Jade Nettrour is a senior in high school and has already designed an early prototype of new Christmas tree lights to make the annual decorating process easier — and more cat-friendly — for her family and their five felines. Nettrour’s demonstration earned her second place in a student “Shark Tank” pitch competition in 2020, and she’s now exploring patent options.

Zuali Bochung, a junior at the University of Iowa, is studying neuroscience but has a dream to open her own supermarket and family-friendly cafe in the future, similar to popular businesses in her home country of Burma. As a UI student, she’s finishing her certificate in entrepreneurship from the John Pappajohn Entrepreneurship Center.

Riziki Mwirotsi is also a high school senior, and while she doesn’t have a particular business to develop now, she already knows being around and involved with other entrepreneurs is a growing passion.

“We live in a capitalist society,” Mwirotsi said. “Learning about this at a young age is super important, and I think everybody should go try it out.”

Together, the three young women are helping local entrepreneur (and Riziki’s mother) Nancy Mwirotsi market and recruit participants for the Girls Entrepreneurship Summit, a six-Saturday event with courses designed to introduce 15 girls in grades nine through 12 to the basics of entrepreneurship.

The first class is on Saturday this week; registration is still open online until noon Friday.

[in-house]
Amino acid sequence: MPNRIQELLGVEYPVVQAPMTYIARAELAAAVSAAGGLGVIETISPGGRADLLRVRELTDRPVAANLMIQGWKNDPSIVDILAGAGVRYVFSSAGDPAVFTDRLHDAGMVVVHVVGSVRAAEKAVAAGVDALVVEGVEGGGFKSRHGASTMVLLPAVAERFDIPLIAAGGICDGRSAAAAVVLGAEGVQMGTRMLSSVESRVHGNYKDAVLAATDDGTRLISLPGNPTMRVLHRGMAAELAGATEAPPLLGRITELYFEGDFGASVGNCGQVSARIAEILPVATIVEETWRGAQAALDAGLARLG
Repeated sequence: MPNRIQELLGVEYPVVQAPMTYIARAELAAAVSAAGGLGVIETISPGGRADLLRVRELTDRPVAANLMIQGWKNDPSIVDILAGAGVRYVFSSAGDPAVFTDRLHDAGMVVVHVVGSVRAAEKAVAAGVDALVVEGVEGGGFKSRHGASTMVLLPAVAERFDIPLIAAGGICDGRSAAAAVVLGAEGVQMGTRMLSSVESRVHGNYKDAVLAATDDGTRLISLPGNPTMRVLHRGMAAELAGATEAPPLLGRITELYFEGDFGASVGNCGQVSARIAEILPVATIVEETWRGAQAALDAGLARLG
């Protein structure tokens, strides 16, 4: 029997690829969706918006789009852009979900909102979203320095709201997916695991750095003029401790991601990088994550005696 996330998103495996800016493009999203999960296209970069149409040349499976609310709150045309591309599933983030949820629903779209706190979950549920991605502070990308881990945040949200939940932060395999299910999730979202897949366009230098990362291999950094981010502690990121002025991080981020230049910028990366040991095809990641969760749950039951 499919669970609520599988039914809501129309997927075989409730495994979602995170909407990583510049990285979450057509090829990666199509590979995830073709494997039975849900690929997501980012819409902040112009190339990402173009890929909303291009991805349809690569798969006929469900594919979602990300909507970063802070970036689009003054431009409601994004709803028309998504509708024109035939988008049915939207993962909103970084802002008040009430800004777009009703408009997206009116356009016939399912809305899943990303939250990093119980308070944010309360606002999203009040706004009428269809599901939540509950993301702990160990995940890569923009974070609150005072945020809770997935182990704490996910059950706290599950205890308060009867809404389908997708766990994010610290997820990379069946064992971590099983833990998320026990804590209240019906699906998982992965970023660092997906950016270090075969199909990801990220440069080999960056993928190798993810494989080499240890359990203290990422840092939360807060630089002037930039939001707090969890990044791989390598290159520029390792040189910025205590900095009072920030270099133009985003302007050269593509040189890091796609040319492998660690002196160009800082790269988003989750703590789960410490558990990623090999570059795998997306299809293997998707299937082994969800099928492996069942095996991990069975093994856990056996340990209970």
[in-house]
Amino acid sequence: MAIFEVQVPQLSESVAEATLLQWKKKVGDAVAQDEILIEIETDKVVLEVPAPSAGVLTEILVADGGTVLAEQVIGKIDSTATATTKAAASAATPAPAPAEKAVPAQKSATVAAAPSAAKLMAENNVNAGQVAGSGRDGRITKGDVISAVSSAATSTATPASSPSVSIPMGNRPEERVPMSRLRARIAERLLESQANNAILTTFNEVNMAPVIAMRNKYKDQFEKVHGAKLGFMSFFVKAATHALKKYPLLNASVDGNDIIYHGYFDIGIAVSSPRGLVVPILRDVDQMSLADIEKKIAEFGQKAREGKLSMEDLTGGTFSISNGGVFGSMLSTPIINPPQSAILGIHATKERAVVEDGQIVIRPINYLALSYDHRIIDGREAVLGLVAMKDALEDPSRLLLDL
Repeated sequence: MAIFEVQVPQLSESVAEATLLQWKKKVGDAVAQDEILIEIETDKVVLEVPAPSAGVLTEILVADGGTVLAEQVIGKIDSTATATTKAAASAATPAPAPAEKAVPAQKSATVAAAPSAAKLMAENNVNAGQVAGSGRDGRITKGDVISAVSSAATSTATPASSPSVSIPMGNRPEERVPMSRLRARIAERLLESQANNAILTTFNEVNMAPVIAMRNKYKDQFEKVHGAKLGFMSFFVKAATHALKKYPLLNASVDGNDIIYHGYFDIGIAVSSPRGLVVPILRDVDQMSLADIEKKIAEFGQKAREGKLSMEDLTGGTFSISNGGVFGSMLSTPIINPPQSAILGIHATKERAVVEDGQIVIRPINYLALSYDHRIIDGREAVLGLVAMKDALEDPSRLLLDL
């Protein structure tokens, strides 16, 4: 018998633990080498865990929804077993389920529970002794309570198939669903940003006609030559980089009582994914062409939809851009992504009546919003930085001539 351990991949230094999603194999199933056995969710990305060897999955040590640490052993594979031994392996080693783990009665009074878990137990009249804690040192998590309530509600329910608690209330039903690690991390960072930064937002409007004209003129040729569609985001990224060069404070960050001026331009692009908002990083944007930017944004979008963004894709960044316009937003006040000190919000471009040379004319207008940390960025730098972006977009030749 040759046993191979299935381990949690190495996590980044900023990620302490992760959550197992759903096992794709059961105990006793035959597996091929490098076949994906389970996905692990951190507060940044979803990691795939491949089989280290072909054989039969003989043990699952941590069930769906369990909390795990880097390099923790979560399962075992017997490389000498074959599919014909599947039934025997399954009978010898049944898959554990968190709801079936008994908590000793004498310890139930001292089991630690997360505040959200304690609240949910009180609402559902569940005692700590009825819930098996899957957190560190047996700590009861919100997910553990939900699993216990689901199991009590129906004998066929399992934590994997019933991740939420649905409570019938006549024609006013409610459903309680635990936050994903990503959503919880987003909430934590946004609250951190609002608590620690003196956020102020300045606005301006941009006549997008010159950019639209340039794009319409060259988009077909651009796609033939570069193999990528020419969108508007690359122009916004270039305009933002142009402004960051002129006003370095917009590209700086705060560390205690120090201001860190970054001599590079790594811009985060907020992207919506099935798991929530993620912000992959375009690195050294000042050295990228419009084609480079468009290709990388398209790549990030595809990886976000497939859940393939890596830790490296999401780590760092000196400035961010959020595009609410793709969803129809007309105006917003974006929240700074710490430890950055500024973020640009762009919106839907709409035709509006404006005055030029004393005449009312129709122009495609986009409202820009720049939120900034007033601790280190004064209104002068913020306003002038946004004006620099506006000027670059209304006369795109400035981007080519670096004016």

Nancy Mwirotsi, who founded the STEM education nonprofit Pi515 just a few years ago, said she wants the event to encourage curiosity and interest in younger women.

“I want girls to build younger than [age] 40,” Nancy Mwirotsi said. “I want young people to build sooner than later, and especially young girls — to teach them courage that they could pursue this. If it fails today, that’s just fine. You can start again.”  

The summit is in partnership with the John Pappajohn Center for Entrepreneurship at University of Iowa, and classes will be led by JPEC instructors, Techstars Iowa director Kerty Levy and local entrepreneur and graphic designer Sarah Oyibo. The seminar will end with a pitch competition judged by JPEC staff, who will award $5,000 to the winning student.

Each registered student will also have the state registration fee of their first business covered by the Girls Entrepreneurship Summit, Mwirotsi added. Each summit course will take place virtually for two hours on Saturdays from Feb. 20 to March 27, and introduce participants to basic entrepreneurship practices including building a business model and basic marketing.

Attracting students to join the pilot program was a learning process for Rizki Mwirotsi, Bochung and Nettrour. While attempting to advertise through Snapchat, Nettrour had two male classmates reach out, but girls weren’t engaging as quickly.

“It’s hard to get them to engage with it and see the potential,” Nettrour said.

Yet, Nancy Mwirotsi said, most of the participants are already operating small-scale businesses.

“When we talked to the first class, we asked, ‘Who has a business?’ Everyone said no. Then I asked, ‘Who is babysitting, who is dogsitting, do you get paid for it? Isn’t that a business?’” she said.

Mwirotsi received a $10,000 Nation of Neighbors grant from Royal Neighbors of America in October 2020 to develop the girls’ education summit. Soon after, Mwirotsi and Iowa entrepreneur John Pappajohn announced Pappajohn’s commitment of $100,000 to the STEM education nonprofit Pi515, founded by Mwirotsi.

To potential students, Bochung, Nettrour and Riziki Mwirotsi advise that they try something new through the program.

“Even if you don’t end up finding your passion right in this moment, what you’re going to learn is going to be useful as you go on through life,” Bochung said.